Leading natural law scholar explains the intellectual foundation of “Humanae Vitae”

SARAH KADERBEK
STAFF WRITER

Students gather in the Gentile Gallery for academic series on the Dual Foundation of Humanae Vitae
(Photo by: Audrey Battis).

Celebrating the 50th anniversary of “Humanae Vitae,” leading natural law scholar John Finnis explained the intellectual foundation of the encyclical’s condemnation of contraception in his lecture on Sept. 14 in the Gentile Gallery.

Finnis, Professor Emeritus of law and legal lhilosophy at the University of Oxford and current professor of law at Notre Dame, opened the fall 2018 Academic Lecture Series with his presentation entitled “The Dual Foundation of Humanae Vitae.”

Finnis began his lecture with a look at the historical background of the encyclical and introduced his main topic: the titular “dual foundation” found in natural law and divine revelation.

To apply these two pillars to the Church’s teaching, Finnis turned to the eight meanings of “gift” in marriage and the conjugal act: “In considering these … we will be seeing ‘Humanae Vitae’ as Paul VI’s restatement … of the all-embracing Christian but also integrally human … judgement about the morally right use of our sexual capacities.”

As to the nature of their moral use, Finnis said, “They are rightly used only within authentic marriage and in a marital way, that is, to express and actualize and enable the spouses to experience their marriage.”

Based on this foundation, Finnis elaborated that for the conjugal act to be truly marital, it must be both unitive and procreative. Contraception, by denying one of these aspects, leaves the sexual act as fundamentally un-marital and therefore immoral.

Reflecting upon this doctrine’s natural law foundation, Finnis remarked that even Greco-Roman teachers “taught that marriage has two ends of inseparably equal primacy: unity of friendship and procreation.” Eliciting a laugh, Finnis commented, “The best recent study in English of Plato’s sexual morality … proves, with apparent regret, that Plato’s sexual ethics is, I quote, ‘like that to which Pope Paul VI in “Humane Vitae” adhered.’”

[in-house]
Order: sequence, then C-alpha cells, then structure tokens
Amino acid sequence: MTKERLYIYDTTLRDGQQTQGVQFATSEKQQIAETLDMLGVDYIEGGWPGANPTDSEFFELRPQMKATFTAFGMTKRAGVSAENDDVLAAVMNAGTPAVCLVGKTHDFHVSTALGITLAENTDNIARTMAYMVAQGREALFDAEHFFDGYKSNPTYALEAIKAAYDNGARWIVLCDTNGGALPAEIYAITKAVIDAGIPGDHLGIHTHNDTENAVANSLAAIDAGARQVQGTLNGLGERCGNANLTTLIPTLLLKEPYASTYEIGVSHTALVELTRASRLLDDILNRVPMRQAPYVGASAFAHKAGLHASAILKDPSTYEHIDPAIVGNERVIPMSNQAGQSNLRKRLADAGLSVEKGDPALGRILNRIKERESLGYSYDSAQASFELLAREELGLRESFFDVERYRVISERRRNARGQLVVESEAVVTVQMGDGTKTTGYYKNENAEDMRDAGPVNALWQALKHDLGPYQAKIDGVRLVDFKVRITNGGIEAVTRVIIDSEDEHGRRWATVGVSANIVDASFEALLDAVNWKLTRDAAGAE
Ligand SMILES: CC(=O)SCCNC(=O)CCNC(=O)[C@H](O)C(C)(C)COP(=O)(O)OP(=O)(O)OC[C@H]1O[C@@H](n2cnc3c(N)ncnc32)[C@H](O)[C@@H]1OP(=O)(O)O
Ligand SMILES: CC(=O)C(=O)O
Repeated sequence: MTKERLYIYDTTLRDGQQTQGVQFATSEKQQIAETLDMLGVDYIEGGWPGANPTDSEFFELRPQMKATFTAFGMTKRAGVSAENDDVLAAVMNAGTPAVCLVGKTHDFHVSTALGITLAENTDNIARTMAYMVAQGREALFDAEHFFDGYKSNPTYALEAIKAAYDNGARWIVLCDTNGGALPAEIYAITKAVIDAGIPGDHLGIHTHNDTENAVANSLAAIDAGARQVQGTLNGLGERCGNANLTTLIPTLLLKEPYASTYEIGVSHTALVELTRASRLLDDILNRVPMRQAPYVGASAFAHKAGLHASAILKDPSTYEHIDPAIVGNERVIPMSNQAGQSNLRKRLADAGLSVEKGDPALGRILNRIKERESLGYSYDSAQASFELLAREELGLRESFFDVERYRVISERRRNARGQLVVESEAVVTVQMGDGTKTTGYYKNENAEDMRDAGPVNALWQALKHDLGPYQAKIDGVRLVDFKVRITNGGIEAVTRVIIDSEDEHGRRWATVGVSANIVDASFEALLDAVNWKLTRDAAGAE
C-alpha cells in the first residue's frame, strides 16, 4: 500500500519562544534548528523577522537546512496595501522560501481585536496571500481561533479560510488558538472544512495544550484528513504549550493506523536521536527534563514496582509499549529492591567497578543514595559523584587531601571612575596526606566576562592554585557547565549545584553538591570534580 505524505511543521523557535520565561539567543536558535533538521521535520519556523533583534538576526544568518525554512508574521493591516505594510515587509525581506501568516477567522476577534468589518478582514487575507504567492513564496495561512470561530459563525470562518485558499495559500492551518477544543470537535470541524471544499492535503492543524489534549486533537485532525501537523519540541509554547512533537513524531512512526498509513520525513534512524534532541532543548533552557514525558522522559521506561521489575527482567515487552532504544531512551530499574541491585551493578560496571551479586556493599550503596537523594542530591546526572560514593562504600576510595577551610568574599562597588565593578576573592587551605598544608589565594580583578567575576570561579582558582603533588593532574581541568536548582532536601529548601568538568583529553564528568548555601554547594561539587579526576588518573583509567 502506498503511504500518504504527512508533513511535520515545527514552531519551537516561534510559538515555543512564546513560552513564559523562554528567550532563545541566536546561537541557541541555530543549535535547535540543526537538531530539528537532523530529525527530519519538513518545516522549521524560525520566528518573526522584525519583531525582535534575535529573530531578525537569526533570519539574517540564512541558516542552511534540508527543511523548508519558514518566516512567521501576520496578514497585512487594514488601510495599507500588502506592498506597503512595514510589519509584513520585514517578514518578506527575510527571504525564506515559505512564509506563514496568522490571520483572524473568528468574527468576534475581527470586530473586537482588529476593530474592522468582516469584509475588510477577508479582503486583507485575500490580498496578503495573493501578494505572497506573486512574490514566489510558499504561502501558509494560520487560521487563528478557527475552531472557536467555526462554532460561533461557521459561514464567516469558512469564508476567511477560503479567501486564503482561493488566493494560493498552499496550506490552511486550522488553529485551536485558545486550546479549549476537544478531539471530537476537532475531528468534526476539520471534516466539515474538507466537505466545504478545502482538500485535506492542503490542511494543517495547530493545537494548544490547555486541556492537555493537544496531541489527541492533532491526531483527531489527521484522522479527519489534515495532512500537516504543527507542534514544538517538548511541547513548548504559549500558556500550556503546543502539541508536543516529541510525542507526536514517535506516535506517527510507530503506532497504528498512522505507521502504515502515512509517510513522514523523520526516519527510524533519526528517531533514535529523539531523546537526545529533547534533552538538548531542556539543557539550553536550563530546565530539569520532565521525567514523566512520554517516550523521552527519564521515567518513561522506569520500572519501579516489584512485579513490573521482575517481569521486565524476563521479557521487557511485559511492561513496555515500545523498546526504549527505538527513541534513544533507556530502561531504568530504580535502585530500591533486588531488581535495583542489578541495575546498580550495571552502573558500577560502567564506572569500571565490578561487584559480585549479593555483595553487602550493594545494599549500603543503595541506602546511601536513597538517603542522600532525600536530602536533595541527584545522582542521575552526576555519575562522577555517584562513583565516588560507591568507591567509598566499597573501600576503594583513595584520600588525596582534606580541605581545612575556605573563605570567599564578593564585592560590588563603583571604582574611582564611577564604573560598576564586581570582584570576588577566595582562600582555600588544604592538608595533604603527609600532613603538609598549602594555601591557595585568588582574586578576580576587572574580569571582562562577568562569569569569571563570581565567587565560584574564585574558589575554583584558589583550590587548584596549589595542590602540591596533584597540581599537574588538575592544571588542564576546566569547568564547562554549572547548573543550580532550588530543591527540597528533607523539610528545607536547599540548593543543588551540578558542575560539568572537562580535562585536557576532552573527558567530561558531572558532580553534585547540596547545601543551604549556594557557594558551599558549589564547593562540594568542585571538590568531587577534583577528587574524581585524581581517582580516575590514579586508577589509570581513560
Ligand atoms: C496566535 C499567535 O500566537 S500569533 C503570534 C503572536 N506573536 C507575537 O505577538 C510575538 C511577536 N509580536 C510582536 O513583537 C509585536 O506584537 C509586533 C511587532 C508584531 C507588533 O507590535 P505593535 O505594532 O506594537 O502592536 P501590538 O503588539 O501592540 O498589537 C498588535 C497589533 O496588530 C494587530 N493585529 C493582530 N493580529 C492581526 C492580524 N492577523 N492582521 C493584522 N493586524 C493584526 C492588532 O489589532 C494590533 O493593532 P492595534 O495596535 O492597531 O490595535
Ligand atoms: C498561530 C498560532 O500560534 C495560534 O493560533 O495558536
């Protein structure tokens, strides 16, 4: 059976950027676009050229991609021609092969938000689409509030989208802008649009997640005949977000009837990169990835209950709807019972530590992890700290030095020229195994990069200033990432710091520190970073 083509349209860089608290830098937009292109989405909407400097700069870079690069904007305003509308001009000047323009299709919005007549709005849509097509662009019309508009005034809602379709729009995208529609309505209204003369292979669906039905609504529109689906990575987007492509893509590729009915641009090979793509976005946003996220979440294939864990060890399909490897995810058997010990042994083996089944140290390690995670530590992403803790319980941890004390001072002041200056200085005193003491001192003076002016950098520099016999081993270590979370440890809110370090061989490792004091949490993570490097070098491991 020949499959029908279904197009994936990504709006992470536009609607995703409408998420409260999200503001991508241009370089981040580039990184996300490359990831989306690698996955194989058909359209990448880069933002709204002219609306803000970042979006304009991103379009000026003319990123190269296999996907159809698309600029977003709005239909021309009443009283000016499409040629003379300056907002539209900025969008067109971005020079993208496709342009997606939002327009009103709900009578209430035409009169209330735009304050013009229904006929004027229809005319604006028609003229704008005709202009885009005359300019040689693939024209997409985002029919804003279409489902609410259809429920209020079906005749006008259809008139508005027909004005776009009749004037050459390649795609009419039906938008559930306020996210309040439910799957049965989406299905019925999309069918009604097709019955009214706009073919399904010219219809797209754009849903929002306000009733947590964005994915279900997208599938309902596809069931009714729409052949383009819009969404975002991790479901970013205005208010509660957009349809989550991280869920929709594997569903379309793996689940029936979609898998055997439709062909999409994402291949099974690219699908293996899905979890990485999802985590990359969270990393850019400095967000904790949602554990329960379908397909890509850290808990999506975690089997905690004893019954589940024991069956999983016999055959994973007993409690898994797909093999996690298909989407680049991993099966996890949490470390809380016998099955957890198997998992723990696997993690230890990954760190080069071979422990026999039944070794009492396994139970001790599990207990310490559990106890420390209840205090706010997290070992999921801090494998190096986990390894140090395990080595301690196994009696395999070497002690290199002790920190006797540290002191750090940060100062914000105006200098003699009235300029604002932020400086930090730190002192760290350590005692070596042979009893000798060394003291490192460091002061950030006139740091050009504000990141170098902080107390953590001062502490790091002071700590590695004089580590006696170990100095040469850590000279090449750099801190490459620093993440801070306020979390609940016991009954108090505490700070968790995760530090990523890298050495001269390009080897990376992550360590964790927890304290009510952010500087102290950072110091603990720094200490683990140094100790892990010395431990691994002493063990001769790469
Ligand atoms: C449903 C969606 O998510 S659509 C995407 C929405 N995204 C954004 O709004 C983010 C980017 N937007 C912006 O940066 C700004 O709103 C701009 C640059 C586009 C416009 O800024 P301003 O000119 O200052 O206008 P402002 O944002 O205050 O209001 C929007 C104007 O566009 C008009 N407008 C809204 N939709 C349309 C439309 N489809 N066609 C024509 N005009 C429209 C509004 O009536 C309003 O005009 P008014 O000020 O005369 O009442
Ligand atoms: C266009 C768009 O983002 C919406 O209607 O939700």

Finnis rounded out his lecture by drawing a moral distinction between natural family planning and contraception and commenting upon the ethical dissolution caused by society’s widespread acceptance of the latter.

Senior Brooklynne Schnurpel said that she “really liked how he talked about the particular gifts of marriage … of how it is gift in different ways.”

Julia Jiménez, senior, called the lecture “very insightful,” especially in “how he presented the … primary and secondary aspects of marriage in regard to procreation and union between men and women.”

“I appreciate how they clarified that marriage is understood by the Church as … equal in a sense, you know. One isn’t primary to the other one, and one isn’t secondary to the other, because I feel like a lot of people have this misconception,” said Jiménez.

The next talk in the Friday Academic Lecture Series is “Does God Kill People? Understanding God’s Actions in the Old Testament.” It will be held on Friday, Sept. 21 at 3 p.m. in the Gentile Gallery.

1 comment for “Leading natural law scholar explains the intellectual foundation of “Humanae Vitae”

  1. Robert Landbeck
    September 18, 2018 at 6:19 am

    It is highly implausible that God is at the centre of any marriage founded upon natural law. That is an intellectual and theological fraud that comes packaged with Christianity and other monotheisms. Biological carnality and it’s union existed long before any of the monotheisms ever appeared on earth. And the basics of biology haven’t and aren’t changed by some contrivance of language, ceremony, blessing or the most sincere aspirations of a man and woman. There is no ethical or moral content within this act! It may even be a corruption of the very ideal it pretends to represent. Or as William Shakespeare noted in his poem Venus and Adonus:

    Call it not love for love to heaven is fled
    Since sweating lust on earth usurp’d His name.
    Under who simple semblance man hath fed
    upon fresh beauty blotting it with blame,
    which the hot tyrant stains and soon bereaves
    As caterpillars do the tender leaves.

    Love comforteth like sunshine after rain
    but lust effect is tempest after sun.
    Love’s gentle spring doth always fresh remain.
    Lust’s winter comes, ere summer half be done.
    Love surfeits not, lust like a glutton dies,
    Love is all truth, lust full of forged lies.

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